Morning came early and as soon as we could see we left Port Townsend to head out to Neah Bay.   The currents caused eddies all over the inlet making getting out to the channel a slow process.   The sunrise along the Straight was worth the long ride to channel, a wonderful pink sky backed the light houses as we fought the eddies.  Leaving the inlet and the marina we also had to navigate our way through the clusters of sea otters laying on their backs munching on their morning meals.  It's something to see them, floating on their backs, watching the boats go by as breakfast entertainment.

I realized something about Jim, through the morning and mid-day - he's an excellent cook.  Jim's salads are outstanding, and he makes a mean breakfast coffee.

By mid-day we had wind!  Setting sails, we were making 9 knots at times heading out with the current.

Jim and I spotted whales about 100 yard off the shore leading into Neah Bay.  It had been a while since I was there and although it seemed familiar after 10 years a lot had changed.  Neah Bay is on the Makah reservation, and is frequented by salmon fishermen, and yachtsman going out to sea.  

As we pulled into the slip I notice the fish boat opposite us was listing to one side.  As I looked upward to the top of the outriggers it was appearent the reason for the boats positions was the weight of the bald eagle perched on one of the outriggers.

It is hard to appreciate the size of the bird in the photo, but he was at least 4 foot tall and had a striking pose, as he watched us pull in.

We found the reservation to not be all that welcoming, so we headed for the local market and picked up two steaks that Jim cooked on the boat.  Once again Jim's culinary arts were certainly appreciated; he made a very tasty meal.

We watch a sailing movie, "Captain Ron" for entertainment on the laptop and turned in early.

October 7, 2012

We motored out of Neah Bay at 6:30am and headed for Grays' Harbor.  Jim and I got up about 5:00am,  had breakfast and got the boat underway.  By 10am we were in blue water heading out to a 6 mile limit to parallel the Washington coast.

Flat seas and no wind meant we we moved only under power throughout the day.  By 7:30pm we approached the lights of the channel leading to Grays' Harbor.  In reading Charlie's Chart's, the author warns not to pull into Gray's Harbor unless you really need to or conditions are really good.  Having no wind, and flat seas, made the crossing of the bar easy, it was reading the lights that was hard.

A large seawall protects the marina in Gray's Harbor from the winter storms, but makes an erie approach at night.  The marina is mostly for commercial fishing, so it attracts aggressive harbor seals that could be hear barking from a mile away.  A light fog had come in that night, which diffused the industrial lights of the fishing boats behind the sea wall.  The combination of the barking seals, diffuse lights and moonless night, made the approach seem like a fitting scene for a horror movie.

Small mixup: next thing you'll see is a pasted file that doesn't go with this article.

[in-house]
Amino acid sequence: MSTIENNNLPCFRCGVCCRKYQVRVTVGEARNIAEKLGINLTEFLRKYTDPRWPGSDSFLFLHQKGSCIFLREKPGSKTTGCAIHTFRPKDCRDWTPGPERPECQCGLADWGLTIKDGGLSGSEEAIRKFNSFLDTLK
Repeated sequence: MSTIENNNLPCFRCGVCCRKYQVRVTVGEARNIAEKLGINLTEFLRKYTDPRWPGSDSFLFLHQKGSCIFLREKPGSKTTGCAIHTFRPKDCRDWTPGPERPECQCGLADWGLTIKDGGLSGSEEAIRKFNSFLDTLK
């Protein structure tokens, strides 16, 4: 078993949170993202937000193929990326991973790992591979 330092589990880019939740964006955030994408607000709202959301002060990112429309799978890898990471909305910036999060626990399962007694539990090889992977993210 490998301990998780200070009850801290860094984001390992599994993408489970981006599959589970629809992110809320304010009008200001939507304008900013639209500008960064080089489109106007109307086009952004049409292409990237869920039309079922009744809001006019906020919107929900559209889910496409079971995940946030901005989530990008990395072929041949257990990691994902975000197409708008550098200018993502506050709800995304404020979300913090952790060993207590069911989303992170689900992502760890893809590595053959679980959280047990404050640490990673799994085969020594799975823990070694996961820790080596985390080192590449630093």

We moored the boat and turned into bed at 10:30pm.

October 8, 2012

Once again we arouse at 5 and were out to see in an hour headed for Astoria.  The weather and the bar turned ugly as we made our way out of the harbor to open water.  A light rain and a 15knot wind made the 5 foot swells hard to fight through.  By early morning the swells and wind had driven wave height to be about 8-10feet right into our nose.  The boat motored up the swollen wave, leading to a 8 foot drop of the bow as she crashed through the waves.  We could only make about 4 knots while we moved toward blue water.  In my eagerness I tried to push her a little more, but the resulting bouncing caused the bow anchor to come off and we began to drag it.  jim ran up to the bow and tied her off while I held the boat steady.  No real damage was done, so we motored on.  Oddly I was relaxed in mix of wet weather and bouncing sea and took  a nap on the deck in the late morning run.

By 4:00pm we were close enough to Oregon to find the #1 buoy and made the turn around her.

The long entrance to the Columbia Bar is often short circuited by pleasure boat placing their boat at risk for roll over in the powerful waves on either side of the channel.  We ended up crossing the bar at 5:30 and on the Columbia River by 6.

Ranidan pulled into the marina in Astoria and soon I was packed, off the boat and back to work.  My wife brought Jim's son down to the marina from Portland.  Jim bought us dinner at a place in Astoria.

It was a great trip!  thanks Jim, Charing and Ranidan for the wonderful memories.

Monday, October 1, 2012

Weekend Selling and Another Weekend Buying....

Last weekend we went over to Schooner Creek Boatworks for their swap sale, and opened a booth of our own.  After going through the Catalina 30 - NiSe and the CarolMarie, we had so many left overs it wasn't funny.  With more than two sets of spare every things, we decided to sell off any surplus at the swap sale.  In the end we made over a hundred bucks, selling out way before closing.

After letting it all go, this weekend both boats closed.  The NiSe closed and so I paid off the CarolMarie - now she's mine.